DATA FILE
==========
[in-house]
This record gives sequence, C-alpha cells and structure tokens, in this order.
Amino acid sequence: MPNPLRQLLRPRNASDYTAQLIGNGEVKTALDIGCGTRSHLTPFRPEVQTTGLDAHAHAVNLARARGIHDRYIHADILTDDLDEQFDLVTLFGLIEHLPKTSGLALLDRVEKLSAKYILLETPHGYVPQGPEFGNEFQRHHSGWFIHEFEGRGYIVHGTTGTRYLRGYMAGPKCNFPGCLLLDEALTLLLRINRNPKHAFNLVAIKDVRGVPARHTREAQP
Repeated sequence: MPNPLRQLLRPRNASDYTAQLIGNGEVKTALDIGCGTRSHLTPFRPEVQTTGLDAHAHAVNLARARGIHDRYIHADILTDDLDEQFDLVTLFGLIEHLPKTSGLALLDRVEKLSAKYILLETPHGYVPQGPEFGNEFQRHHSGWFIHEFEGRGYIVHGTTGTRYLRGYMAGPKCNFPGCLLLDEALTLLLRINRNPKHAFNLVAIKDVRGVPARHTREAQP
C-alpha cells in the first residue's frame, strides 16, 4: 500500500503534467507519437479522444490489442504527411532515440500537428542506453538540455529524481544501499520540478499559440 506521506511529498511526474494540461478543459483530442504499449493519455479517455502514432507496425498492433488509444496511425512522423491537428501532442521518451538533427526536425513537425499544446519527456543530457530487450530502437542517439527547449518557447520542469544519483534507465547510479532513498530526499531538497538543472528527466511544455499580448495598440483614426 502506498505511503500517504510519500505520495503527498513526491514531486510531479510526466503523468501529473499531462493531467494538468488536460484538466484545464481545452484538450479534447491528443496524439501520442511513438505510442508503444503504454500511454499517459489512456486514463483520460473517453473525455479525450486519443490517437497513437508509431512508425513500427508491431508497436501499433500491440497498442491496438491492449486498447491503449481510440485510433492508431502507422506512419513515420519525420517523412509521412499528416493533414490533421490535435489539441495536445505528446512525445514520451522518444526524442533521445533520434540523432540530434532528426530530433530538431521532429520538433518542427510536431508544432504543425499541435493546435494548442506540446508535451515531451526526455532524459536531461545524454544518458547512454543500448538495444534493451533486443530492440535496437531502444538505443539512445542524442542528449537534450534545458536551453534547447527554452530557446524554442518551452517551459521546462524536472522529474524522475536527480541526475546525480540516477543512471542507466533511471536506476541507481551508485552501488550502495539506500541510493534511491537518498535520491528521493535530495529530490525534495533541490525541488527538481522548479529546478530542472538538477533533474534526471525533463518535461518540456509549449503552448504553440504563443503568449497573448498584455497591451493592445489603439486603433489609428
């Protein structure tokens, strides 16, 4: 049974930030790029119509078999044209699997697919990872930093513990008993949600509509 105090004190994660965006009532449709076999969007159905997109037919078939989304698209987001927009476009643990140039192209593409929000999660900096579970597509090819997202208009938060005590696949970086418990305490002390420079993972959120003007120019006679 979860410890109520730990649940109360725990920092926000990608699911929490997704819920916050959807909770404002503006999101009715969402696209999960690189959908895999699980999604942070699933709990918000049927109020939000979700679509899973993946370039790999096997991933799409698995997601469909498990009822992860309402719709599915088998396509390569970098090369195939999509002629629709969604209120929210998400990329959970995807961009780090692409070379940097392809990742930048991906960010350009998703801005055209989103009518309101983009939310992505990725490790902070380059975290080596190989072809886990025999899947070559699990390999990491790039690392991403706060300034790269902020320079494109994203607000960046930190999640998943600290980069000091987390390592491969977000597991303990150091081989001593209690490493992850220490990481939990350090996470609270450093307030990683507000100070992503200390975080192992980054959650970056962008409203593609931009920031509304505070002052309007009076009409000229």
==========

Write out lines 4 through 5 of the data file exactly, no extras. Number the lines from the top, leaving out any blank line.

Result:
Repeated sequence: MPNPLRQLLRPRNASDYTAQLIGNGEVKTALDIGCGTRSHLTPFRPEVQTTGLDAHAHAVNLARARGIHDRYIHADILTDDLDEQFDLVTLFGLIEHLPKTSGLALLDRVEKLSAKYILLETPHGYVPQGPEFGNEFQRHHSGWFIHEFEGRGYIVHGTTGTRYLRGYMAGPKCNFPGCLLLDEALTLLLRINRNPKHAFNLVAIKDVRGVPARHTREAQP
C-alpha cells in the first residue's frame, strides 16, 4: 500500500503534467507519437479522444490489442504527411532515440500537428542506453538540455529524481544501499520540478499559440 506521506511529498511526474494540461478543459483530442504499449493519455479517455502514432507496425498492433488509444496511425512522423491537428501532442521518451538533427526536425513537425499544446519527456543530457530487450530502437542517439527547449518557447520542469544519483534507465547510479532513498530526499531538497538543472528527466511544455499580448495598440483614426 502506498505511503500517504510519500505520495503527498513526491514531486510531479510526466503523468501529473499531462493531467494538468488536460484538466484545464481545452484538450479534447491528443496524439501520442511513438505510442508503444503504454500511454499517459489512456486514463483520460473517453473525455479525450486519443490517437497513437508509431512508425513500427508491431508497436501499433500491440497498442491496438491492449486498447491503449481510440485510433492508431502507422506512419513515420519525420517523412509521412499528416493533414490533421490535435489539441495536445505528446512525445514520451522518444526524442533521445533520434540523432540530434532528426530530433530538431521532429520538433518542427510536431508544432504543425499541435493546435494548442506540446508535451515531451526526455532524459536531461545524454544518458547512454543500448538495444534493451533486443530492440535496437531502444538505443539512445542524442542528449537534450534545458536551453534547447527554452530557446524554442518551452517551459521546462524536472522529474524522475536527480541526475546525480540516477543512471542507466533511471536506476541507481551508485552501488550502495539506500541510493534511491537518498535520491528521493535530495529530490525534495533541490525541488527538481522548479529546478530542472538538477533533474534526471525533463518535461518540456509549449503552448504553440504563443503568449497573448498584455497591451493592445489603439486603433489609428